I can't see this ever happening unless a socialist/communist UK government wanted to spark an immediate property crash due to panic selling with a view to virtually decimating the UK Private Rented Sector.

There is, of course, a (NOT) very silent minority of anti-landlord, loony lefties who pray for this form of PRS Armageddon but they are no better informed than any other blinkered, brainwashed, extremest group.
.

Richard Kent

16:24 PM, 25th February 2014
About 7 years ago

Reply to the comment left by "A G" at "25/02/2014 - 16:18":

A G,
Can you post some links to the information on which you're basing your questions?

-Paying tax as a landlord is good as it goes towards helping the disadvantaged of this world-

Groover

16:46 PM, 25th February 2014
About 7 years ago

Good idea Richard - See below:

http://www.telegraph.co.uk/finance/personalfinance/borrowing/10484798/Tax-threat-for-buy-to-let.html

Having re read the article i wuld appear Mark is right. It was a couple of think thanks that raised the matter and speculation followed. It hink part of the problem is that my mother reads the Daily Mail and then gets whipped into a frenzy by sensationalist reporting.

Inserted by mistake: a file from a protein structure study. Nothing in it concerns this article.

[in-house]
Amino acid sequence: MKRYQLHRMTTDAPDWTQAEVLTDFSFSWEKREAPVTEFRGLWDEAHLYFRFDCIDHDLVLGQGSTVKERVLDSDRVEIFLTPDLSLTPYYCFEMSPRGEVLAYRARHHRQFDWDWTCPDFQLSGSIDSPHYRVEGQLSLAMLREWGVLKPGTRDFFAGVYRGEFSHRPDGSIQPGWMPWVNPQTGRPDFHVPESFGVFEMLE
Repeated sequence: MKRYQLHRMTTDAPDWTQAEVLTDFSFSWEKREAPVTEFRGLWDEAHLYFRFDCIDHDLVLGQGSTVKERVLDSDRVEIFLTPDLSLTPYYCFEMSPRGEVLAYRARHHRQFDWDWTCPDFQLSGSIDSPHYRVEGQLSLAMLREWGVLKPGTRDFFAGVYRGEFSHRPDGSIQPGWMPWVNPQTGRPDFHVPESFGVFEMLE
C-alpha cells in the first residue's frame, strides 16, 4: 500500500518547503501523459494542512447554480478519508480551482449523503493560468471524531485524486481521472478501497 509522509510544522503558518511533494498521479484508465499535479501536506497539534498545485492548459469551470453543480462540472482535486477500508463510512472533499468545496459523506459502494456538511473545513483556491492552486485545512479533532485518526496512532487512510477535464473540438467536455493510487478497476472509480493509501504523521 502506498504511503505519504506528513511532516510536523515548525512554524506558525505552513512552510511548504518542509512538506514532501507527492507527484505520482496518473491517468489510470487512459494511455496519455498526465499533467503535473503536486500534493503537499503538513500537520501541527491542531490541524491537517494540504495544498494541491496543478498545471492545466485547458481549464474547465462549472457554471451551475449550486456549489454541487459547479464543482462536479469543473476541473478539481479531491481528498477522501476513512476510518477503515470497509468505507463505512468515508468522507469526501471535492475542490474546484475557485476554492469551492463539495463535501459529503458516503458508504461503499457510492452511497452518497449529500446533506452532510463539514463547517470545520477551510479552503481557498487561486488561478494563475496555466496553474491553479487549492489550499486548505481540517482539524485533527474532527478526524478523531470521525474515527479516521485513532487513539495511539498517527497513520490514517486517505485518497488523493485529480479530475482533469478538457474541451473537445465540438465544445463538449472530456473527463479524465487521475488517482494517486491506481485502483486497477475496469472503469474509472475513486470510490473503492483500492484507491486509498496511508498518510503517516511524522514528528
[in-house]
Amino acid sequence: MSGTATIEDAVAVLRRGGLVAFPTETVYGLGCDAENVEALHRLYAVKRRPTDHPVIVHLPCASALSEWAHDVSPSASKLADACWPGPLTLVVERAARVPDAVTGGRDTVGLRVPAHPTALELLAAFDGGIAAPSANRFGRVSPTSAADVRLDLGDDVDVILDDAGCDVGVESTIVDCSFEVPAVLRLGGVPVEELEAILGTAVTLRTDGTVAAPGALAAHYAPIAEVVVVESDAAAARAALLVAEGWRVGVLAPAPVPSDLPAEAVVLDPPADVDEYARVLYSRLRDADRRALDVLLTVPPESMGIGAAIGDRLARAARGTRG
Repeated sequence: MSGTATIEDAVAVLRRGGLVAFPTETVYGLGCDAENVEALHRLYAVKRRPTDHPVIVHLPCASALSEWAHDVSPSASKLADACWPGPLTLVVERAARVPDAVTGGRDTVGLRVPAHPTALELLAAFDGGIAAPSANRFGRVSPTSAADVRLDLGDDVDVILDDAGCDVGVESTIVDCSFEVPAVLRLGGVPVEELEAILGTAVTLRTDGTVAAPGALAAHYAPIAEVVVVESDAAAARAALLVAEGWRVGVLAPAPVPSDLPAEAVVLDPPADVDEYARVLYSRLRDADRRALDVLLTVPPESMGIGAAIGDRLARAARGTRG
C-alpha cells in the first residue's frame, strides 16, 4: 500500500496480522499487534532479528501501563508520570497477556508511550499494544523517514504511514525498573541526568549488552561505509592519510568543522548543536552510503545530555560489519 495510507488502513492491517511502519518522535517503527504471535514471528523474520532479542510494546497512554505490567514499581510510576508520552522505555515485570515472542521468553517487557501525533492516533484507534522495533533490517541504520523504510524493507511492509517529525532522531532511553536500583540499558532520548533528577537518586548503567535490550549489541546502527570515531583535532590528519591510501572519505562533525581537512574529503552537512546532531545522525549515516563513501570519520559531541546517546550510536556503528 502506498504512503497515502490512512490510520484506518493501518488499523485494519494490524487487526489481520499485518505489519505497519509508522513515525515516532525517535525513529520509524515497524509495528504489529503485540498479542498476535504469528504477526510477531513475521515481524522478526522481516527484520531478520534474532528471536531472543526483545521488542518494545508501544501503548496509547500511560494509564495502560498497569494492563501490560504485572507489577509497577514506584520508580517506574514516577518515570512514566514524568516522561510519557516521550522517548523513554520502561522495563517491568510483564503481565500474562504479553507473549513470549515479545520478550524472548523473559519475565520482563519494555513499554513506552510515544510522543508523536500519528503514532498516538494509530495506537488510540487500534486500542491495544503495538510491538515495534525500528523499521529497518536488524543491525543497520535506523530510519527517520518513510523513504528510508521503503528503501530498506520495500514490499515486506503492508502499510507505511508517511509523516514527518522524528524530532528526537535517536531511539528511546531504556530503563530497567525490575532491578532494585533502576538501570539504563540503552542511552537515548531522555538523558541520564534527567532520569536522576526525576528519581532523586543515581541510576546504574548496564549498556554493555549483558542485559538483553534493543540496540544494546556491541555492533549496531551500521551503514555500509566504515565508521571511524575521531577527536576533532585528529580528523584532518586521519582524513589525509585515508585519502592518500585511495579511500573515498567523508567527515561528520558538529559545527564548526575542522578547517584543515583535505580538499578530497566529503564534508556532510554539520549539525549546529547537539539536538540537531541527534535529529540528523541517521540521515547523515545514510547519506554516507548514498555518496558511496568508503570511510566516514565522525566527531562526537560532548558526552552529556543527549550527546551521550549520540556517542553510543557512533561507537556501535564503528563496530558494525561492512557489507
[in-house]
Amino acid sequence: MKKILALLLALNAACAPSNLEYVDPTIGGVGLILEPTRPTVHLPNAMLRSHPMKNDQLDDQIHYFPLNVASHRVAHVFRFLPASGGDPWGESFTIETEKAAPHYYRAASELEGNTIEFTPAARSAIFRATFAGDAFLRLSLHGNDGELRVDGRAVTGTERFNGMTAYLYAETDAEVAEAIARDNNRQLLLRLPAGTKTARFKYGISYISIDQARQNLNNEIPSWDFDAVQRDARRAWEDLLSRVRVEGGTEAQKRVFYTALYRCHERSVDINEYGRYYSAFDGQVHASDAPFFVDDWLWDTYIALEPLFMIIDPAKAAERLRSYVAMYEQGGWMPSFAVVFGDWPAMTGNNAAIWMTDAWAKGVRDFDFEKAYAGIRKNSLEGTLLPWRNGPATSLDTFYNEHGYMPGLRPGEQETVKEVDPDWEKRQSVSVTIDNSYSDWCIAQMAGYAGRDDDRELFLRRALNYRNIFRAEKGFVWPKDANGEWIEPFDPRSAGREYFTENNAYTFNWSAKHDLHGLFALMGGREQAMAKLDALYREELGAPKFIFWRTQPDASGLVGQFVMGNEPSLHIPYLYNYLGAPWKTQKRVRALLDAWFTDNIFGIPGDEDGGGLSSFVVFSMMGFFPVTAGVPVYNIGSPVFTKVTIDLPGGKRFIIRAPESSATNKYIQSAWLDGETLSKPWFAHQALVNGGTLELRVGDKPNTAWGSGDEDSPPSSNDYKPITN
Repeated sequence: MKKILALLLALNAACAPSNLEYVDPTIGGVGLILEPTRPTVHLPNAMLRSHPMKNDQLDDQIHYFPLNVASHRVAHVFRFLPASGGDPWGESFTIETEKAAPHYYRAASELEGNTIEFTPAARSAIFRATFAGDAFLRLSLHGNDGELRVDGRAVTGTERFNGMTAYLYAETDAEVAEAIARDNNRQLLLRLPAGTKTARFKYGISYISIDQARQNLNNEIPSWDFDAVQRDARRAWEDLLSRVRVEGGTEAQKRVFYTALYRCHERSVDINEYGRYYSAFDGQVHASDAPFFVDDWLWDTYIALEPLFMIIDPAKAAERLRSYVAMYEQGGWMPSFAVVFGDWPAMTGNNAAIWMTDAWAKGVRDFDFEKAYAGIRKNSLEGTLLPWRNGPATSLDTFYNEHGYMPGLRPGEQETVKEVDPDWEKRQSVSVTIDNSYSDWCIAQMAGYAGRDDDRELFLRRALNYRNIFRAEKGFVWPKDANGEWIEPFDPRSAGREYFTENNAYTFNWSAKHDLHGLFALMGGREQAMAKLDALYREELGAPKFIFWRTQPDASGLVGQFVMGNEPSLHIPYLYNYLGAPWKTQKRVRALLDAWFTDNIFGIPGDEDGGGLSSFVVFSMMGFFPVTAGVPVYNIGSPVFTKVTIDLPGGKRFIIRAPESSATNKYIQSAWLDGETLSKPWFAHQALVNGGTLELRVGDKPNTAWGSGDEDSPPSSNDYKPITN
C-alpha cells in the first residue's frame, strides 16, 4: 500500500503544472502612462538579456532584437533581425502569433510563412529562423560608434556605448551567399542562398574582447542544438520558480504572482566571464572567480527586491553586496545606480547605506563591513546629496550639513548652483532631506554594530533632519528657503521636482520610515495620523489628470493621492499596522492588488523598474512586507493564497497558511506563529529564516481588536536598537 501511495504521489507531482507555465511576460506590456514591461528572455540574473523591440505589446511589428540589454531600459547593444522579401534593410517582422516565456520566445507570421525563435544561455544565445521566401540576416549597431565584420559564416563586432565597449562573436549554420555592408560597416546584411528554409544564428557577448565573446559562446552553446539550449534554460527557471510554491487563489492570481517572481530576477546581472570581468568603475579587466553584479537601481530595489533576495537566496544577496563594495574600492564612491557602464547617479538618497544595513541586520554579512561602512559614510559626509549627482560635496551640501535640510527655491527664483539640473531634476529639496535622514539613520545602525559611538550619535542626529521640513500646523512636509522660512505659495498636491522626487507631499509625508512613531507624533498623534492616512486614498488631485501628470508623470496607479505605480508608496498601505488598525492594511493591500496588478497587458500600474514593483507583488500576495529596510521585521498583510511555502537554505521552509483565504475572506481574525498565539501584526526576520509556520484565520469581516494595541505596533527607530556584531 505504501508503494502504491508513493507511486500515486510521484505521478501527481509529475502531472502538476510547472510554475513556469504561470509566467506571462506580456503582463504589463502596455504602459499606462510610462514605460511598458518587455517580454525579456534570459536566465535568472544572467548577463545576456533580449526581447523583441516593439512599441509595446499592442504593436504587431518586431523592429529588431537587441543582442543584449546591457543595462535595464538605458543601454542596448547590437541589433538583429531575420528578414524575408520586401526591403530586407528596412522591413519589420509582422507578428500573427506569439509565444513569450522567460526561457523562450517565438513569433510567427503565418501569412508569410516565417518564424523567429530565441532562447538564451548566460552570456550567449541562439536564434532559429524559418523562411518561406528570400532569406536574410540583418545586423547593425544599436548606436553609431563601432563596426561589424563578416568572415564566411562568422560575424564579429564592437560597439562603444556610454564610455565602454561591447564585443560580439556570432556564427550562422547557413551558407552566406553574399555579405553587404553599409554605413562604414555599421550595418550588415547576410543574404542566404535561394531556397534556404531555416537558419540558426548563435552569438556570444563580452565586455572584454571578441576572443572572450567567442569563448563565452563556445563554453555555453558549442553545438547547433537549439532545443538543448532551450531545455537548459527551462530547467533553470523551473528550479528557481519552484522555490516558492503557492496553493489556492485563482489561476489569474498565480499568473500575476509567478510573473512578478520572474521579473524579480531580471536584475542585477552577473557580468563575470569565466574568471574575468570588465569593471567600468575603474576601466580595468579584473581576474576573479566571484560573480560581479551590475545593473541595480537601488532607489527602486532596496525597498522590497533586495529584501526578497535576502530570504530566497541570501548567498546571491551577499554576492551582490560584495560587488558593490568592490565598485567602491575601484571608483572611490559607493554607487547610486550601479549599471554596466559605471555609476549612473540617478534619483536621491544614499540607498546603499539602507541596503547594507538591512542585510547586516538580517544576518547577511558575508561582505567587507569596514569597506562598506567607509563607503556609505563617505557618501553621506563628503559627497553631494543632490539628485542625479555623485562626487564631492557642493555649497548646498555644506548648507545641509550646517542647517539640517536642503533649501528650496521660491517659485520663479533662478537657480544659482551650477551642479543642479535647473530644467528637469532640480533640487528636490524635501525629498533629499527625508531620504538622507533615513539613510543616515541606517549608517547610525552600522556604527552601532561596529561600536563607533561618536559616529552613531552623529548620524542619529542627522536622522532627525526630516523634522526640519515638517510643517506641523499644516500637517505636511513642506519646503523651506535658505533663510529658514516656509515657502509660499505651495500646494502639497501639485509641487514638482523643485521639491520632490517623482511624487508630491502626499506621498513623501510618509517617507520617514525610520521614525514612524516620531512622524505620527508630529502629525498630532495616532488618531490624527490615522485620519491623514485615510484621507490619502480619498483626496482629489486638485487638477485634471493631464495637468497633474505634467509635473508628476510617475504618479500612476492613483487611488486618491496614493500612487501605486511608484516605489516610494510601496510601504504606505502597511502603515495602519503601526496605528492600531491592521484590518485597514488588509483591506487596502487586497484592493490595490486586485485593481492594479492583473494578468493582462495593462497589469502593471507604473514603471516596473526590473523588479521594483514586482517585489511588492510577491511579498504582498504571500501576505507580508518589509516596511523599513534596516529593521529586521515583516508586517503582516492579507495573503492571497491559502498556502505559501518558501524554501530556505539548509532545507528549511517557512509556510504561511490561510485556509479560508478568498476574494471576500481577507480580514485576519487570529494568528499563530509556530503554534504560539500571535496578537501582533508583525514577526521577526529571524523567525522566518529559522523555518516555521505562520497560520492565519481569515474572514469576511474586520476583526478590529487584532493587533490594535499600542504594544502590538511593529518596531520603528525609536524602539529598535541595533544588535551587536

Thanks all for your time. I think my mother and sister will sleep more easily now...

AG

Richard Kent

16:52 PM, 25th February 2014
About 7 years ago

Reply to the comment left by "A G" at "25/02/2014 - 16:46":

Good advice -Don't read the Daily Mail - It's not good for your mind 🙂

Sure, I see the quote in the link.......

"The report, which won support from organisations representing tenants and young would-be home buyers, called for reliefs to be scaled back, claiming that “favourable” tax treatment of landlords “contributed to rising house prices and sharpened economic inequalities”. The biggest relief relates to mortgage interest, which landlords can deduct from rent before calculating the tax due."

It's an over simplistic picture put forward by ignorant groups.

They have omitted the CGT which landlords might have to face upon selling a property in addition to the many other financial and, more importantly, non-financial burdens a landlord faces.

It's these sort of half truths which are put forward by the 'gutter press'

Groover

16:58 PM, 25th February 2014
About 7 years ago

🙂

I gave up telling her that 20 years ago